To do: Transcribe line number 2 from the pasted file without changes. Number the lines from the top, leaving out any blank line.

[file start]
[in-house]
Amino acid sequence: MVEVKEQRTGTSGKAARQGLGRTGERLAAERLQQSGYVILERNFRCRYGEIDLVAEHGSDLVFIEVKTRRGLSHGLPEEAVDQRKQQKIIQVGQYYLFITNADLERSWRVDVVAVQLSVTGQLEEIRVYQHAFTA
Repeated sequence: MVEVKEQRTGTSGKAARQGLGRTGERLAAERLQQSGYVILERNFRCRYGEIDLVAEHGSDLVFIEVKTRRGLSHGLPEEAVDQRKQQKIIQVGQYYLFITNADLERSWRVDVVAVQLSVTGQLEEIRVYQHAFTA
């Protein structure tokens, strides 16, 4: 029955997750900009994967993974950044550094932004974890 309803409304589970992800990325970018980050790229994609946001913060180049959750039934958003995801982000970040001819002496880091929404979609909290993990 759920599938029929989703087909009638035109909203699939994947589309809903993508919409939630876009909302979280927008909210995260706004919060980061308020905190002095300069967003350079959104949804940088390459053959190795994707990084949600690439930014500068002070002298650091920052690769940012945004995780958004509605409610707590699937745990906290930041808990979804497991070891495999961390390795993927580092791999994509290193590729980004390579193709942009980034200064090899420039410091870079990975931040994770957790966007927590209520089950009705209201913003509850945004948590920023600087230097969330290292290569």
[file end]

Amino acid sequence: MVEVKEQRTGTSGKAARQGLGRTGERLAAERLQQSGYVILERNFRCRYGEIDLVAEHGSDLVFIEVKTRRGLSHGLPEEAVDQRKQQKIIQVGQYYLFITNADLERSWRVDVVAVQLSVTGQLEEIRVYQHAFTA